|moonset in Asluman|
Of the two major islands there - Gigantes Norte and Gigantes Sur, only Gigantes Norte's eastern side (in the village of Asluman) have these huge mangroves (to the best of my knowledge).
Another surreal thing there is the low tide. During the time I was there, the tide started to go down by 4PM. By sunset, the sea simply dried up you can walk almost a kilometer to the smaller islands without getting wet. The tide only starts to go up after sunrise. That's about 12 hours of low tide!
How Islas de Gigantes got its nameFolklore has it that these islands were once inhabited by giants - real giants. These giants are said to be at least 7-9 feet tall. If you are wondering how they were able to estimate the height of these early settlers, the locals said they have discovered skeletal remains and long wooden coffins in a burial cave on Gigantes Norte. One of the supposed wooden coffins in fact is on display in the Gigantes Hideaway resort on that island.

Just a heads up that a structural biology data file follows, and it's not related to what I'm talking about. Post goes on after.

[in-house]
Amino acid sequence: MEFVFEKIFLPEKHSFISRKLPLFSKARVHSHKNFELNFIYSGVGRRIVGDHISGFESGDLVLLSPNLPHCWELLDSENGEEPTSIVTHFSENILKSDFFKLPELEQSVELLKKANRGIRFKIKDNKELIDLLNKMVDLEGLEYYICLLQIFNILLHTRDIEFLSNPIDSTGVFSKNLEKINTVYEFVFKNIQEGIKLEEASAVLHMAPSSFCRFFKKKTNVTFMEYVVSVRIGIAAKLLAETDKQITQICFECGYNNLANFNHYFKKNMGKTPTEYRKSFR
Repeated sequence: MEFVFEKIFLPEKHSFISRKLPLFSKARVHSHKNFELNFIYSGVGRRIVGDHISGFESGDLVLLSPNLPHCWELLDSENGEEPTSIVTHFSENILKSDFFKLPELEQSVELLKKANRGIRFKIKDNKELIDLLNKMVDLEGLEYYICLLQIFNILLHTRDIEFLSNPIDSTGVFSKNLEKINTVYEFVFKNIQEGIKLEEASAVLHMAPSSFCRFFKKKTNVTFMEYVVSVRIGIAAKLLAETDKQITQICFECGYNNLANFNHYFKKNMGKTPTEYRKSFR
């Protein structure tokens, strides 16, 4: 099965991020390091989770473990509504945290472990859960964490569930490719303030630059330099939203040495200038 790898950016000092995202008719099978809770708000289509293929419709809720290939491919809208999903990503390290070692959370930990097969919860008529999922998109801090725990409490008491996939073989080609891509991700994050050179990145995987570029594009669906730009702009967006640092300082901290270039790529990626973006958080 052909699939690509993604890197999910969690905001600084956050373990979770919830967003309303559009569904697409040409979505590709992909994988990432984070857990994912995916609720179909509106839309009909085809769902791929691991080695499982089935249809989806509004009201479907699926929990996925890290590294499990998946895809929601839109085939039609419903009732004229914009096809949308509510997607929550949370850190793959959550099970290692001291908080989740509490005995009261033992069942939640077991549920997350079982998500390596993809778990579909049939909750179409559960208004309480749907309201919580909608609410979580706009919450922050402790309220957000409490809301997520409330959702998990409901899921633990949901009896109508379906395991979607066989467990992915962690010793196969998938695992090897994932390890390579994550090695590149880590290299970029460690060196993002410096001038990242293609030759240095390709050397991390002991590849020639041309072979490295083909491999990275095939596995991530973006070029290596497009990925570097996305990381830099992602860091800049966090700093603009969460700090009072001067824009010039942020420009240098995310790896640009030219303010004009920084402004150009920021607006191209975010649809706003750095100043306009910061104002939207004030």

Folklore aside, Gigantes islands is now becoming big in attracting tourist wanting isolated and pristine destinations. [Island destinations in Gigantes will be featured soon!]